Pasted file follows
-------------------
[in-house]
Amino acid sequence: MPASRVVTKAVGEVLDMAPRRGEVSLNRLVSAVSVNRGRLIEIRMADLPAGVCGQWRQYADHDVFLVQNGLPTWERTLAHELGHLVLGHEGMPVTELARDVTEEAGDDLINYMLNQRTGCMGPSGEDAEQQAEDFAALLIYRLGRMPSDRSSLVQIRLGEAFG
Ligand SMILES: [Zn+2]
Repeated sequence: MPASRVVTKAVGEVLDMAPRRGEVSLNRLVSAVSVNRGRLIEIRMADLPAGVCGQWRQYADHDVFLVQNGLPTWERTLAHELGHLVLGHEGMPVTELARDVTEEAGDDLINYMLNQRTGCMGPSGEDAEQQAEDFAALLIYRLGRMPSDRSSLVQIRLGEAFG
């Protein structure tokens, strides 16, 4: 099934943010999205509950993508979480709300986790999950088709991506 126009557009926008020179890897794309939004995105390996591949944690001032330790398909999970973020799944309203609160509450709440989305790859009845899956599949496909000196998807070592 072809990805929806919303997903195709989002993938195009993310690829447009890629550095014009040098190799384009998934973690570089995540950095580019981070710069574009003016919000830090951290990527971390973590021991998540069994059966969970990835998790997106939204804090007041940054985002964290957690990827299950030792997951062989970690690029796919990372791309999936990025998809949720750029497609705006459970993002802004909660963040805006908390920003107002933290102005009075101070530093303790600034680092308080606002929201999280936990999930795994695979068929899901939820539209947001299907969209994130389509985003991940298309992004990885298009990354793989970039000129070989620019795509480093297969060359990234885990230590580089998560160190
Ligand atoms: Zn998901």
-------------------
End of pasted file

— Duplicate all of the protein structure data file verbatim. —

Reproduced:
[in-house]
Amino acid sequence: MPASRVVTKAVGEVLDMAPRRGEVSLNRLVSAVSVNRGRLIEIRMADLPAGVCGQWRQYADHDVFLVQNGLPTWERTLAHELGHLVLGHEGMPVTELARDVTEEAGDDLINYMLNQRTGCMGPSGEDAEQQAEDFAALLIYRLGRMPSDRSSLVQIRLGEAFG
Ligand SMILES: [Zn+2]
Repeated sequence: MPASRVVTKAVGEVLDMAPRRGEVSLNRLVSAVSVNRGRLIEIRMADLPAGVCGQWRQYADHDVFLVQNGLPTWERTLAHELGHLVLGHEGMPVTELARDVTEEAGDDLINYMLNQRTGCMGPSGEDAEQQAEDFAALLIYRLGRMPSDRSSLVQIRLGEAFG
């Protein structure tokens, strides 16, 4: 099934943010999205509950993508979480709300986790999950088709991506 126009557009926008020179890897794309939004995105390996591949944690001032330790398909999970973020799944309203609160509450709440989305790859009845899956599949496909000196998807070592 072809990805929806919303997903195709989002993938195009993310690829447009890629550095014009040098190799384009998934973690570089995540950095580019981070710069574009003016919000830090951290990527971390973590021991998540069994059966969970990835998790997106939204804090007041940054985002964290957690990827299950030792997951062989970690690029796919990372791309999936990025998809949720750029497609705006459970993002802004909660963040805006908390920003107002933290102005009075101070530093303790600034680092308080606002929201999280936990999930795994695979068929899901939820539209947001299907969209994130389509985003991940298309992004990885298009990354793989970039000129070989620019795509480093297969060359990234885990230590580089998560160190
Ligand atoms: Zn998901």